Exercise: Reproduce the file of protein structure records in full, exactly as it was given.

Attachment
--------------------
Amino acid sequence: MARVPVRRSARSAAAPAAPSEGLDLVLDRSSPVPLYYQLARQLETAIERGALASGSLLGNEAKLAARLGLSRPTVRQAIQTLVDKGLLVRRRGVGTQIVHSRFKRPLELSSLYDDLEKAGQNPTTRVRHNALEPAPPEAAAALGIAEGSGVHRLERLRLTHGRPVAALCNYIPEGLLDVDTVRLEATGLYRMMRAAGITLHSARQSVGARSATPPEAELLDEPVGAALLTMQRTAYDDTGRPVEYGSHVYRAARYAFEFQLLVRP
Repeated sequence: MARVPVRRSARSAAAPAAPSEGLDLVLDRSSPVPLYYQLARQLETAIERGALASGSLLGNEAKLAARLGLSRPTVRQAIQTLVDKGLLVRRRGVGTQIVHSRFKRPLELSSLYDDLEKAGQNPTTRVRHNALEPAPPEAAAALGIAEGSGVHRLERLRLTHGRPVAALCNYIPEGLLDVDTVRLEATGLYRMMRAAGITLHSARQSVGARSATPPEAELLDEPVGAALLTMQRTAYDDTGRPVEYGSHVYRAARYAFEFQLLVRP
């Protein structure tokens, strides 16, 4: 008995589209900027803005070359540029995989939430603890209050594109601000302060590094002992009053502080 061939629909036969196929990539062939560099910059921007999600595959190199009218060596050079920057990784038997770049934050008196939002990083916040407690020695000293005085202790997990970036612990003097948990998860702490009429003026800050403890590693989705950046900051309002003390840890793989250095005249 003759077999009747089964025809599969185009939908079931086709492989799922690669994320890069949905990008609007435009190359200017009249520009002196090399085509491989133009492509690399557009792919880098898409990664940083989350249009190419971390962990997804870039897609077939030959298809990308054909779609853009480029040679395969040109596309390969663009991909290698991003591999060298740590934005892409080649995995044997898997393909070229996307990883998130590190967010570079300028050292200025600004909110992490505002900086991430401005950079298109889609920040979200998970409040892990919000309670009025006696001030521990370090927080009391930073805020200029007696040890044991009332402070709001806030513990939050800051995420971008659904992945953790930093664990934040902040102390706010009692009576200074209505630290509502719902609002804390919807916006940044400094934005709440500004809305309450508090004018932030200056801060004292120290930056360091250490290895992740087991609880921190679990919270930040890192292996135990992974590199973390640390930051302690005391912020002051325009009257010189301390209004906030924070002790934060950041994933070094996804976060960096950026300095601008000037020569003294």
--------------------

Amino acid sequence: MARVPVRRSARSAAAPAAPSEGLDLVLDRSSPVPLYYQLARQLETAIERGALASGSLLGNEAKLAARLGLSRPTVRQAIQTLVDKGLLVRRRGVGTQIVHSRFKRPLELSSLYDDLEKAGQNPTTRVRHNALEPAPPEAAAALGIAEGSGVHRLERLRLTHGRPVAALCNYIPEGLLDVDTVRLEATGLYRMMRAAGITLHSARQSVGARSATPPEAELLDEPVGAALLTMQRTAYDDTGRPVEYGSHVYRAARYAFEFQLLVRP
Repeated sequence: MARVPVRRSARSAAAPAAPSEGLDLVLDRSSPVPLYYQLARQLETAIERGALASGSLLGNEAKLAARLGLSRPTVRQAIQTLVDKGLLVRRRGVGTQIVHSRFKRPLELSSLYDDLEKAGQNPTTRVRHNALEPAPPEAAAALGIAEGSGVHRLERLRLTHGRPVAALCNYIPEGLLDVDTVRLEATGLYRMMRAAGITLHSARQSVGARSATPPEAELLDEPVGAALLTMQRTAYDDTGRPVEYGSHVYRAARYAFEFQLLVRP
């Protein structure tokens, strides 16, 4: 008995589209900027803005070359540029995989939430603890209050594109601000302060590094002992009053502080 061939629909036969196929990539062939560099910059921007999600595959190199009218060596050079920057990784038997770049934050008196939002990083916040407690020695000293005085202790997990970036612990003097948990998860702490009429003026800050403890590693989705950046900051309002003390840890793989250095005249 003759077999009747089964025809599969185009939908079931086709492989799922690669994320890069949905990008609007435009190359200017009249520009002196090399085509491989133009492509690399557009792919880098898409990664940083989350249009190419971390962990997804870039897609077939030959298809990308054909779609853009480029040679395969040109596309390969663009991909290698991003591999060298740590934005892409080649995995044997898997393909070229996307990883998130590190967010570079300028050292200025600004909110992490505002900086991430401005950079298109889609920040979200998970409040892990919000309670009025006696001030521990370090927080009391930073805020200029007696040890044991009332402070709001806030513990939050800051995420971008659904992945953790930093664990934040902040102390706010009692009576200074209505630290509502719902609002804390919807916006940044400094934005709440500004809305309450508090004018932030200056801060004292120290930056360091250490290895992740087991609880921190679990919270930040890192292996135990992974590199973390640390930051302690005391912020002051325009009257010189301390209004906030924070002790934060950041994933070094996804976060960096950026300095601008000037020569003294």